Tag Archives: autistic experience

Autism Awareness and Autism Acceptance

Awareness means we know what is hard for us. As we grow up autistic we are measured against the yardstick of “normal” in many ways over and over. Thus, autistic children often have a keen sense of who they are NOT. This deficit-based understanding may be necessary in the diagnostic realm, but it does little to support a healthy lifestyle. Who we ARE in this world – our abilities, strengths and interests – provide us with a satisfying life because that is the way it is with human beings. And yes, autistic people regardless how autistic you think they may or may not be, are ALL human beings. This means ALL autistics have intrinsic value.

Awareness focuses on the deficits – on understanding the deficits of the autism diagnosis – which leads to general assumptions by society of a substandard, less than group of people and it spirals downward from there, as we all have seen in today’s status quo autism rhetoric, stereotypes and assumptions. Awareness extends a hand to the erroneous idea of a flawed group of substandard human beings. Awareness often provides the fertile soil supporting the growth of inspiration porn about our tribe.

Acceptance focuses on autistics rather than on autism. And yes, there is a difference. Autism is our diagnosis; it is about what is hard for us. Autistic is about who we are as autistic human beings; being autistic is about who I am in this world, how I function and what I contribute. Acceptance lends itself to ideas of equality, the premise of different rather than lesser creatures. This can lead to an upward spiral towards embracing concepts such as neurodiversity, inclusion and universal design.

For society, when awareness is the focus – society understands the deficits and which, when unbalanced with the humanity of autistics, often result in a hopeless and burdensome feeling. I believe when autistic acceptance becomes society’s focus we will shift to looking at abilities, strengths, interests of autistic individuals, which will then allow us our place in the fabric of society – as actually equal human beings.

So, at this point in time, as a society we have mostly Autism Awareness, especially during the month of April. We also do have a tiny wee bit of Autism Acceptance, mostly from autistic people themselves and their allies. When society is focused on Autism Awareness deficits of autistic people and inspiration porn about them are highlighted. When society is focused on Autism Acceptance strengths and abilities of autistic people are highlighted – not the fact of their autism.

Going forward I yearn for the day when all autistic children grow up knowing who they ARE (a unique mixture of their interests, strengths, abilities) rather than for who they ARE NOT  (the diagnostic deficits of their autism) as this is what builds a satisfying human existence in this world. We must keep on keeping on as we’ve a long ways to go until autistics are but a part of the fabric of society.

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BOOKS  BY JUDY ENDOW

Endow, J. (2019).  Autistically Thriving: Reading Comprehension, Conversational Engagement, and Living a Self-Determined Life Based on Autistic Neurology. Lancaster, PA: Judy Endow.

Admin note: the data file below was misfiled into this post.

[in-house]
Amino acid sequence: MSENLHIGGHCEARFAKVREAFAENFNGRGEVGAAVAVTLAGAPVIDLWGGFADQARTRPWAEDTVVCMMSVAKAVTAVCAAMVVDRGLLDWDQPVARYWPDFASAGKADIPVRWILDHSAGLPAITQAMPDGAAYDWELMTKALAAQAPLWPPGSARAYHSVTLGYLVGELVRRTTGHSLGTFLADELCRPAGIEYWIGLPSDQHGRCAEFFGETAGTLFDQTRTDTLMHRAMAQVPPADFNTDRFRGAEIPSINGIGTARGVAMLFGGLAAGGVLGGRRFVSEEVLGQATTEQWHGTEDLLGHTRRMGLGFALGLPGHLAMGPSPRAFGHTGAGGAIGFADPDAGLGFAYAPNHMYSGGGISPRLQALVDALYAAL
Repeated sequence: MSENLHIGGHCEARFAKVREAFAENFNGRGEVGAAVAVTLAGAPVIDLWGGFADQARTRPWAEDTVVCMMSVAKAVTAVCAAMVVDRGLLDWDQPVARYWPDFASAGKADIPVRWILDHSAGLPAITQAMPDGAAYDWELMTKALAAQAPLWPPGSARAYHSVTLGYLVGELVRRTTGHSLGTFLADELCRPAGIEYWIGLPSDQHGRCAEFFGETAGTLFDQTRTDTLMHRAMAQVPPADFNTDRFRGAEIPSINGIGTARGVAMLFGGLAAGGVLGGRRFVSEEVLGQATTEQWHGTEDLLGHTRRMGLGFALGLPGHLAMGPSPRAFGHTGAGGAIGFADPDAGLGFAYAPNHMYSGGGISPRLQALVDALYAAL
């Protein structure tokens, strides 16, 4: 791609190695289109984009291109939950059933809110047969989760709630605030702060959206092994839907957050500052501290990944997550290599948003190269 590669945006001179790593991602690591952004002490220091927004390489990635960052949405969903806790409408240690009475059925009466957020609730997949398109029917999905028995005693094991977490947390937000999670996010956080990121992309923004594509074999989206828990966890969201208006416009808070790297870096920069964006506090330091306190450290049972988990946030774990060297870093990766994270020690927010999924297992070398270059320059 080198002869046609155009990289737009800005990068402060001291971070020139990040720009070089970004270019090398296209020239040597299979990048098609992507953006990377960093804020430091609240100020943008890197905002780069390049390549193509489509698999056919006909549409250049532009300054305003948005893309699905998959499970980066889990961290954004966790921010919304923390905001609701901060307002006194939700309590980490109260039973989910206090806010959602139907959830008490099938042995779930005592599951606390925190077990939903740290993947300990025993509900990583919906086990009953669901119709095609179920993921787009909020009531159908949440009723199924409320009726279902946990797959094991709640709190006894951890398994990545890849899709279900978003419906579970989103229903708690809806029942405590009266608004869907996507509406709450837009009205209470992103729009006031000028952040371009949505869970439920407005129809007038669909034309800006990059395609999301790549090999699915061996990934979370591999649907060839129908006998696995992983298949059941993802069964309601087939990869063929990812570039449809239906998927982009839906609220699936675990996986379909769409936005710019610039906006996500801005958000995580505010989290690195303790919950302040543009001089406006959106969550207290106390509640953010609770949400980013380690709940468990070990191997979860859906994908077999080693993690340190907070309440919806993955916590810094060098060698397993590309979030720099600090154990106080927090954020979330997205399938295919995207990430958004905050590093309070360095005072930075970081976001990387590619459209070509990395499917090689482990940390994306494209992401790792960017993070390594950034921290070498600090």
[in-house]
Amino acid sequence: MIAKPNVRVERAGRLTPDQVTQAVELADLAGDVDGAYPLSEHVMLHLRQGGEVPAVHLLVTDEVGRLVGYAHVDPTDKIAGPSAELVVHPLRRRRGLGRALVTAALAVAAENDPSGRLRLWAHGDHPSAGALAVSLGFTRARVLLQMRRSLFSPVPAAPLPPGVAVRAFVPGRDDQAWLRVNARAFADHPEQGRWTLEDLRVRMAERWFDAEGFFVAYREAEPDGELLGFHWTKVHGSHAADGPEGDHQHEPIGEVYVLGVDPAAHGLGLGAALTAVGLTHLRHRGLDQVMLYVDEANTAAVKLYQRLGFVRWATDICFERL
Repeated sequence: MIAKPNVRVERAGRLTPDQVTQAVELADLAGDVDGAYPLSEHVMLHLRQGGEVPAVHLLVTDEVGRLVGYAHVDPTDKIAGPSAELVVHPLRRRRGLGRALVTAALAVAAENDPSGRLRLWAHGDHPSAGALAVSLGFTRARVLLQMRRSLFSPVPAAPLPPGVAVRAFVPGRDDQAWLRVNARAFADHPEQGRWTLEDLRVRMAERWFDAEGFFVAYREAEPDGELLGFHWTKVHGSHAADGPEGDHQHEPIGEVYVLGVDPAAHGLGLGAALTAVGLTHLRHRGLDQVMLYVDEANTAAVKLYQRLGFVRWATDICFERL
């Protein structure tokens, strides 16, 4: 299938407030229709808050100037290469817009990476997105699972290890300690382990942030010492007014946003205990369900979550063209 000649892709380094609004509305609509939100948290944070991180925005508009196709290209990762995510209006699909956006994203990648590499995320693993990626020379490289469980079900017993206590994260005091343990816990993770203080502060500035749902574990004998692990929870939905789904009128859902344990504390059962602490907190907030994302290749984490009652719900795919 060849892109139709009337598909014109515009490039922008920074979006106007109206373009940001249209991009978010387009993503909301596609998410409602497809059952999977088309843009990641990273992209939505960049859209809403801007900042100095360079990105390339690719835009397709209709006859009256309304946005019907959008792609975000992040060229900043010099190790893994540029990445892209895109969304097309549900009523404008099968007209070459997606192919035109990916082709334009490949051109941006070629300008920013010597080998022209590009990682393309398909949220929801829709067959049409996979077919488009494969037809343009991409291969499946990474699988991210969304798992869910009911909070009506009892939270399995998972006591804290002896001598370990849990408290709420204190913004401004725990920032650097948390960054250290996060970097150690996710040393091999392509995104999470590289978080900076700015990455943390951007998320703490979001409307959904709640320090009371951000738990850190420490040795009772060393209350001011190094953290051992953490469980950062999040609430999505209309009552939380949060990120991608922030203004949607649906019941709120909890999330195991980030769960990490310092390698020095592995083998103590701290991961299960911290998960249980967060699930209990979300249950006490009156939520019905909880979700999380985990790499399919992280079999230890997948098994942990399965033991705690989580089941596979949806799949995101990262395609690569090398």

Endow, J. (2012). Learning the Hidden Curriculum: The Odyssey of One Autistic Adult. Shawnee Mission, KS: AAPC Publishing.

Endow, J. (2006).  Making Lemonade: Hints for Autism’s Helpers. Cambridge, WI: CBR Press.

Endow, J. (2013).  Painted Words: Aspects of Autism Translated. Cambridge, WI: CBR Press.

Endow, J. (2009).  Paper Words: Discovering and Living With My Autism. Shawnee Mission, KS: AAPC Publishing.

Endow, J. (2009).  Outsmarting Explosive Behavior: A Visual System of Support and Intervention for Individuals With Autism Spectrum Disorders. Shawnee Mission, KS: AAPC Publishing.

Endow, J. (2010).  Practical Solutions for Stabilizing Students With Classic Autism to Be Ready to Learn: Getting to Go. Shawnee Mission, KS: AAPC Publishing.

Myles, B. S., Endow, J., & Mayfield, M. (2013).  The Hidden Curriculum of Getting and Keeping a Job: Navigating the Social Landscape of Employment. Shawnee Mission, KS: AAPC Publishing.

Originally written for and published by Ollibean on April 28, 2016.
To leave a comment at the end of this blog at the Ollibean site click here.

Autism and Measuring Normal

Even though people described me as in my own world as I was growing up, I was in the same world as every other human being. I could not help it that other people could not see the details of the world such as the sun sparkles and the misty tails rising up from the ground early in the morning like I could, but that didn’t mean our worlds were different.

Instead our experience of the same world was different. My experience was much more detailed because I had ever so much more to see than most people. I could also hear in a much more robust way than most people. In fact, my sensory experience of the world in general was always to a much higher refinement and greater impact than others report.

If we used my experience as the norm then all the typical people would come up as very lacking. But we do not measure experience from the most to the least sensory quantity or quality perceived. Instead we measure according to what most of the people perceive and label that as normal. Then, any experience that does not fall into this normal range of experience is labeled abnormal and people with this abnormal experience are said to be lacking.

If the truth were told, whenever the neurotypical yardstick of normal is used to measure me I do not measure up to be very many inches. (Endow, J., 2009a, 2009b, 2013) Because there is not a good way to measure the things that make me be me those things go unmeasured. Instead I am measured by the yardstick of what makes you be you and am found to be lacking.